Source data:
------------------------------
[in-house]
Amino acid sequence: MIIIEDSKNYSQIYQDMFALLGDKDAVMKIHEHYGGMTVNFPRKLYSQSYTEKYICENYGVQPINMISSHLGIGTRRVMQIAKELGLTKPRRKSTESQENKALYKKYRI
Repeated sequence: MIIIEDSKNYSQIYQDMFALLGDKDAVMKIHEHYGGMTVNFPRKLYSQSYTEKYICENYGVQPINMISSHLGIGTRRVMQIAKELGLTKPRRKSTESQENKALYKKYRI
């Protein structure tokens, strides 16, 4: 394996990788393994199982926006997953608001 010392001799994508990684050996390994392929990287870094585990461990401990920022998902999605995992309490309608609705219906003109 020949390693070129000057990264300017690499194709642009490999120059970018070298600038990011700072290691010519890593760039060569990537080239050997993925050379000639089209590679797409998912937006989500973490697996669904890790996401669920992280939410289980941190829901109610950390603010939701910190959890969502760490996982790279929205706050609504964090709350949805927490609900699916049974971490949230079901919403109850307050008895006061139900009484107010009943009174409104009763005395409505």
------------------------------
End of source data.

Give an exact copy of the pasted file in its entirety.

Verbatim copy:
[in-house]
Amino acid sequence: MIIIEDSKNYSQIYQDMFALLGDKDAVMKIHEHYGGMTVNFPRKLYSQSYTEKYICENYGVQPINMISSHLGIGTRRVMQIAKELGLTKPRRKSTESQENKALYKKYRI
Repeated sequence: MIIIEDSKNYSQIYQDMFALLGDKDAVMKIHEHYGGMTVNFPRKLYSQSYTEKYICENYGVQPINMISSHLGIGTRRVMQIAKELGLTKPRRKSTESQENKALYKKYRI
């Protein structure tokens, strides 16, 4: 394996990788393994199982926006997953608001 010392001799994508990684050996390994392929990287870094585990461990401990920022998902999605995992309490309608609705219906003109 020949390693070129000057990264300017690499194709642009490999120059970018070298600038990011700072290691010519890593760039060569990537080239050997993925050379000639089209590679797409998912937006989500973490697996669904890790996401669920992280939410289980941190829901109610950390603010939701910190959890969502760490996982790279929205706050609504964090709350949805927490609900699916049974971490949230079901919403109850307050008895006061139900009484107010009943009174409104009763005395409505």